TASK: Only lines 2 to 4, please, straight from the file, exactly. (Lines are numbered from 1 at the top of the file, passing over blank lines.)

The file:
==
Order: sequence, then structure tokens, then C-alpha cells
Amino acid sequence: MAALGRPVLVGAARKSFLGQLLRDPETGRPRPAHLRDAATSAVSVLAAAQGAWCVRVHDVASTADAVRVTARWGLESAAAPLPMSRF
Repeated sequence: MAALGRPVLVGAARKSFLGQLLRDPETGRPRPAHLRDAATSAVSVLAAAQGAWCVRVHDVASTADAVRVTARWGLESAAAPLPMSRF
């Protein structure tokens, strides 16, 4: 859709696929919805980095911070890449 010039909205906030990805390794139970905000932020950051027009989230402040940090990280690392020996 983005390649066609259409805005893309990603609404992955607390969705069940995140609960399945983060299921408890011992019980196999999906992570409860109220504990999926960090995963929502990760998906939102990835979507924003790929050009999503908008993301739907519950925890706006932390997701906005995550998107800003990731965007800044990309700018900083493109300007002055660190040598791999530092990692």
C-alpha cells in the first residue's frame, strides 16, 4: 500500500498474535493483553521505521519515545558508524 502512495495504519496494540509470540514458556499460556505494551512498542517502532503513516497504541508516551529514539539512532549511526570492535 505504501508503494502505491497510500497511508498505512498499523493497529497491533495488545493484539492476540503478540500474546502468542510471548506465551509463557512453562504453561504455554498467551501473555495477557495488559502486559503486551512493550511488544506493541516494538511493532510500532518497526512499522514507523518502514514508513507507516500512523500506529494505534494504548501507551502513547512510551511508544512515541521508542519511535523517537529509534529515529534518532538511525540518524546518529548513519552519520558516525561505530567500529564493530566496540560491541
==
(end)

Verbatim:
Amino acid sequence: MAALGRPVLVGAARKSFLGQLLRDPETGRPRPAHLRDAATSAVSVLAAAQGAWCVRVHDVASTADAVRVTARWGLESAAAPLPMSRF
Repeated sequence: MAALGRPVLVGAARKSFLGQLLRDPETGRPRPAHLRDAATSAVSVLAAAQGAWCVRVHDVASTADAVRVTARWGLESAAAPLPMSRF
């Protein structure tokens, strides 16, 4: 859709696929919805980095911070890449 010039909205906030990805390794139970905000932020950051027009989230402040940090990280690392020996 983005390649066609259409805005893309990603609404992955607390969705069940995140609960399945983060299921408890011992019980196999999906992570409860109220504990999926960090995963929502990760998906939102990835979507924003790929050009999503908008993301739907519950925890706006932390997701906005995550998107800003990731965007800044990309700018900083493109300007002055660190040598791999530092990692």